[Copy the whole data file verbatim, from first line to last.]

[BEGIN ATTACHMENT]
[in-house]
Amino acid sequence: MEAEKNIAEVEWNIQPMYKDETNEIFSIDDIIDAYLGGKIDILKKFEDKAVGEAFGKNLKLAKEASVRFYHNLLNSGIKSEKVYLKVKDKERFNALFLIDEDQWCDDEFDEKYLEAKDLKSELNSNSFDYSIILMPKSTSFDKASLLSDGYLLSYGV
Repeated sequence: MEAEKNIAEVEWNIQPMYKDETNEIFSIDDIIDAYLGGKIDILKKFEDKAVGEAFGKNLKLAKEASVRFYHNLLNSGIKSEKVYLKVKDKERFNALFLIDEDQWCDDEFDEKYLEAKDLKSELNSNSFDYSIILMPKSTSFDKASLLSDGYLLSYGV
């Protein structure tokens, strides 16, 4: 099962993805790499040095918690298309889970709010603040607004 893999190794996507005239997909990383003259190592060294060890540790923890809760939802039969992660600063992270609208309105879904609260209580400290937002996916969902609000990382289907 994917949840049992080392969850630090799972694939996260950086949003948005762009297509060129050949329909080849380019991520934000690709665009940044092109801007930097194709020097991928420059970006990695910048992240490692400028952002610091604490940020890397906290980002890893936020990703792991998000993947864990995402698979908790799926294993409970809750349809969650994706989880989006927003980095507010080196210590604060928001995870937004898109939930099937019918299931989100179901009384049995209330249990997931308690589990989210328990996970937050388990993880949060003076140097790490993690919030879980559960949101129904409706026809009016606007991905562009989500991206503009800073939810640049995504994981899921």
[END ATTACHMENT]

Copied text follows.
[in-house]
Amino acid sequence: MEAEKNIAEVEWNIQPMYKDETNEIFSIDDIIDAYLGGKIDILKKFEDKAVGEAFGKNLKLAKEASVRFYHNLLNSGIKSEKVYLKVKDKERFNALFLIDEDQWCDDEFDEKYLEAKDLKSELNSNSFDYSIILMPKSTSFDKASLLSDGYLLSYGV
Repeated sequence: MEAEKNIAEVEWNIQPMYKDETNEIFSIDDIIDAYLGGKIDILKKFEDKAVGEAFGKNLKLAKEASVRFYHNLLNSGIKSEKVYLKVKDKERFNALFLIDEDQWCDDEFDEKYLEAKDLKSELNSNSFDYSIILMPKSTSFDKASLLSDGYLLSYGV
């Protein structure tokens, strides 16, 4: 099962993805790499040095918690298309889970709010603040607004 893999190794996507005239997909990383003259190592060294060890540790923890809760939802039969992660600063992270609208309105879904609260209580400290937002996916969902609000990382289907 994917949840049992080392969850630090799972694939996260950086949003948005762009297509060129050949329909080849380019991520934000690709665009940044092109801007930097194709020097991928420059970006990695910048992240490692400028952002610091604490940020890397906290980002890893936020990703792991998000993947864990995402698979908790799926294993409970809750349809969650994706989880989006927003980095507010080196210590604060928001995870937004898109939930099937019918299931989100179901009384049995209330249990997931308690589990989210328990996970937050388990993880949060003076140097790490993690919030879980559960949101129904409706026809009016606007991905562009989500991206503009800073939810640049995504994981899921």